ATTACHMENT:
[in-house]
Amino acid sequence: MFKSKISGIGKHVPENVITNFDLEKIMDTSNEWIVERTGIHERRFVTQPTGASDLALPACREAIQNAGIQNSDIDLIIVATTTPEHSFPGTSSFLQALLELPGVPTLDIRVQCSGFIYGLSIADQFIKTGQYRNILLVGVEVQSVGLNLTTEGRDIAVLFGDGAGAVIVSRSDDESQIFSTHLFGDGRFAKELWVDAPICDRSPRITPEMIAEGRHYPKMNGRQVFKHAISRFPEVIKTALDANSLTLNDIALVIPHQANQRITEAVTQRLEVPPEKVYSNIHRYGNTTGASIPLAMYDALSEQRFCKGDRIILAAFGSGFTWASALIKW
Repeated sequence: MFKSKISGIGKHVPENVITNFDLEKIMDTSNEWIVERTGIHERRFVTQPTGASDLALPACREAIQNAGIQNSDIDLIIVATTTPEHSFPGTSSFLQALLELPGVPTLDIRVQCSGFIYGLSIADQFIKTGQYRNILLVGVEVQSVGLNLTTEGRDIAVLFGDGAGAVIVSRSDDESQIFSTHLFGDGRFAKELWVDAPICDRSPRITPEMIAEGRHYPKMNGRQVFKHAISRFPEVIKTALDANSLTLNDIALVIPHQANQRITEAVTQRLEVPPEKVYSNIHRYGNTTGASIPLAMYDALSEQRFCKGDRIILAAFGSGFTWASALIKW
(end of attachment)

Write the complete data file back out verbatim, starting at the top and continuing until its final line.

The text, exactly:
[in-house]
Amino acid sequence: MFKSKISGIGKHVPENVITNFDLEKIMDTSNEWIVERTGIHERRFVTQPTGASDLALPACREAIQNAGIQNSDIDLIIVATTTPEHSFPGTSSFLQALLELPGVPTLDIRVQCSGFIYGLSIADQFIKTGQYRNILLVGVEVQSVGLNLTTEGRDIAVLFGDGAGAVIVSRSDDESQIFSTHLFGDGRFAKELWVDAPICDRSPRITPEMIAEGRHYPKMNGRQVFKHAISRFPEVIKTALDANSLTLNDIALVIPHQANQRITEAVTQRLEVPPEKVYSNIHRYGNTTGASIPLAMYDALSEQRFCKGDRIILAAFGSGFTWASALIKW
Repeated sequence: MFKSKISGIGKHVPENVITNFDLEKIMDTSNEWIVERTGIHERRFVTQPTGASDLALPACREAIQNAGIQNSDIDLIIVATTTPEHSFPGTSSFLQALLELPGVPTLDIRVQCSGFIYGLSIADQFIKTGQYRNILLVGVEVQSVGLNLTTEGRDIAVLFGDGAGAVIVSRSDDESQIFSTHLFGDGRFAKELWVDAPICDRSPRITPEMIAEGRHYPKMNGRQVFKHAISRFPEVIKTALDANSLTLNDIALVIPHQANQRITEAVTQRLEVPPEKVYSNIHRYGNTTGASIPLAMYDALSEQRFCKGDRIILAAFGSGFTWASALIKW